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Advanced Photo System, a camera and film system designed jointly by Kodak, Fuji, Nikon, Canon and Minolta. The film cartridge, with a slightly smaller film than 35 mm film, is as easy to load as a battery film as it slots effortlessly into a chamber on the camera, and can be exchanged for another film without having to finish the roll. It also has a status indictor on one end showing if the film is unused, partially used, used but unprocessed or processed. So you won't hand in an unexposed roll for processing or put a film through the camera twice and double expose everything. The system allows the photographer to have his settings recorded on the back of his prints, which is automatically done by the processing lab. Although a few APS SLR models were made by Canon and one other manufacturer, most APS cameras tend to be compact and easy to use, but they are often less versatile than 35mm cameras at equivalent price points. The APS system is now regarded as an interim product, used only by consumers, which was popular for a short time, until better compact cameras became available at affordable prices. Most manufacturers have discontinued production of APS cameras. APS film is still available here and there, and processing labs still accept APS film.
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Advanced Photo System type-C should not be confused with the Advanced Photographic System (APS) camera/film system, since the former is digital and the latter is analogue. APS-C is a type of image sensor found in certain digital single lens reflex (DSLR) cameras. These sensors are smaller than the ones used for the conventional 36 mm x 24 mm (35 mm) sensor SLR cameras (also called full frame DSLR cameras). Being smaller causes a 1.x multiplier for the effect of the focal distance of the lenses, in comparison with the effect of those lenses on conventional 35 mm film SLR cameras or full frame digital SLR cameras. Several manufacturers produce cameras with an APS-C sensor and some even make lenses especially for them. These lenses are found in the Canon EF-S, Nikon DX, Pentax DA and Sigma DC ranges, to name the most popular ones. The most common multiplier ratios are 1.6 (Canon), 1.5 (Nikon, Fuji, Sony, etc.), 1.3 (Canon). (1.3 crop sensors are also sometimes called APS-H.) Most manufacturers not only produce cameras with these cropped sensors, but also offer DSLR cameras with full frame sensors.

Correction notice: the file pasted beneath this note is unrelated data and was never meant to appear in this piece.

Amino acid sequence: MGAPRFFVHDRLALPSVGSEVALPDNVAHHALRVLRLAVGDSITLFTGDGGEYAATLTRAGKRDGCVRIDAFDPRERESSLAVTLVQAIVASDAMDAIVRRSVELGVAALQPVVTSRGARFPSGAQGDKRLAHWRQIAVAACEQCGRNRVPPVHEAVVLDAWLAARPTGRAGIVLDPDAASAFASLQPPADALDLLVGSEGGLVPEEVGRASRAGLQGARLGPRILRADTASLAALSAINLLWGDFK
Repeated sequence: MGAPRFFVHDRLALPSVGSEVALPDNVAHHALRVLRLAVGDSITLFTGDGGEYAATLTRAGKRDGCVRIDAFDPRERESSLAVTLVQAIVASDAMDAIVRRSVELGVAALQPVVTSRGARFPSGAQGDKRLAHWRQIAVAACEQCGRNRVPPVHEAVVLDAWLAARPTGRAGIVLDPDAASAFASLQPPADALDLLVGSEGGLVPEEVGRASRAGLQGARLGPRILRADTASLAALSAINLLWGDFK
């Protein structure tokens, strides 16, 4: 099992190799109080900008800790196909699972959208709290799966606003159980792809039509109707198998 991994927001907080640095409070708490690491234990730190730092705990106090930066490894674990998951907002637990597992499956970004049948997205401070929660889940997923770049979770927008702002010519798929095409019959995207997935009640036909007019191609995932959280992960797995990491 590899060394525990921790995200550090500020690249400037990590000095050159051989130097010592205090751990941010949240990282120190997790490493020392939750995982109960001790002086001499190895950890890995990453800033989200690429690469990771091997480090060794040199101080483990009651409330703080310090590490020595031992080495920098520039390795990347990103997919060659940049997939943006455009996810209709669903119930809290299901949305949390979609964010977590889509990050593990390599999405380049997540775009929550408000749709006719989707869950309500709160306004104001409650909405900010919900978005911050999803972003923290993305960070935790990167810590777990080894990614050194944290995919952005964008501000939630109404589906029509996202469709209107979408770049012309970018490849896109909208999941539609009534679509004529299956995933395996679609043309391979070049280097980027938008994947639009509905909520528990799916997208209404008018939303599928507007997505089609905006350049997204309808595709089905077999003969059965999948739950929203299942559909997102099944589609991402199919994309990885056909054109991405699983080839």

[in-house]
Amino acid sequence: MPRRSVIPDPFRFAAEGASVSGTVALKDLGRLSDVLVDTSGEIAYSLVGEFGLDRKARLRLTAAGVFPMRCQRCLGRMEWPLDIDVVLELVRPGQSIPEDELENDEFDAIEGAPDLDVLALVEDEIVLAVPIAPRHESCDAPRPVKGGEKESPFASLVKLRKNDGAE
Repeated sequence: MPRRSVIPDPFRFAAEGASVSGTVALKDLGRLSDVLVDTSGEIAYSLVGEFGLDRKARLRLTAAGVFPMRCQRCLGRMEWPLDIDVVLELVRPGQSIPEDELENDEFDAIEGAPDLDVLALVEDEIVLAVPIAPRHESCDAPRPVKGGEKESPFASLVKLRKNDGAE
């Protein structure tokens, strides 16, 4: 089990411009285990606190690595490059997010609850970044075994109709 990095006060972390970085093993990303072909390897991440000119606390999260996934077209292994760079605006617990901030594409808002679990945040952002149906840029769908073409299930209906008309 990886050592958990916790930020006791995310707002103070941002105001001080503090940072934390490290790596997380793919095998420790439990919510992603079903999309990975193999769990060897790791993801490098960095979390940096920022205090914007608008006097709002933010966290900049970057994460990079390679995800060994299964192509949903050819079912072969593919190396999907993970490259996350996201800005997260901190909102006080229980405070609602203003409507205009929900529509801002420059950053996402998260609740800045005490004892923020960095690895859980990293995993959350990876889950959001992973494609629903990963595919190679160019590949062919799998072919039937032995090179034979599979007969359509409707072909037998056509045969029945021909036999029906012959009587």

A new film format developed and introduced by Minolta, Nikon, Fuji, Kodak and Canon back in 1996.The system was developed to make it easier to load into cameras and offers many processing benefits. For more information, see "APS"
The base for APS film emulsions. Its a strong material that it accepts film emulsions evenly and, with a thickness of just 90 microns its 30% thinner than the acetate base used in conventional 35mm emulsions.
This is the manufacturers’ quoted focal length of the lens supplied with the camera. APS film and digital camera CCDs are smaller than conventional 35mm film so the indicated focal lengths are also smaller and should not be compared directly. For a direct comparison of APS and digital lenses look at the 35mm equivalent figures that are quoted.
Describes how much an imaging sensor has been cropped in relation to its full-frame equivalent. It always describes how many times larger the full-frame is in relation to the cropped sensor. Take an APS-C sensor with a crop factor of 1.6, for instance. This indicates the sensor is 60% of the size of a frame of 35mm film. The crop factor is used to calculate how much of the equivalent of the full-frame field of view the cropped sensor will have with a lens. In order to calculate this, one multiplies the focal length of the lens by the crop factor. A 1.6 crop-factor, for instance, will give a 100mm lens the same field of view as a 160mm lens on a full-frame camera.
A pattern on the base of APS film cartridges that tells the camera the film speed and number of exposures, so when loading a film you don't have to worry about getting it wrong. Or, in a more general sense, a data disc can be any disc with electronic files on it.
A rotating set of four icons on the base of an APS film cartridge that indicates what stage the film is at unexposed, partly-exposed, fully-exposed but not processed and processed.
APS films are coated with an invisible magnetic coating that doesn't affect picture quality but holds Information Exchange (IX) data which can be read by cameras and processing machinery. Data recorded could include the user's selected print format, date, time and information about the shooting conditions to helps the printing machine achieve optimum print quality. This is known as Print Quality Improvement (PQI).
Developed by Fujifilm for their Nexia APS films. The formulated grain structure is about one-half the size of conventional films and ensures consistent shape for exceptionally smooth, fine-grained prints.
An electronic flash has a maximum distance that it is capable of illuminating. There's also usually a close point where it will start to become too bright and overexpose the subject. The distance from the closest to the furthest point that it can illuminate is the flash range. The range can be increased by using a faster film or more sensitive CCD, and reduced by diffusing the light source using ND filters or material. The range quoted is usually based on using ISO 100 film or a CCD with equivalent sensitivity. APS cameras are, for some reason, quoted using ISO 200 film.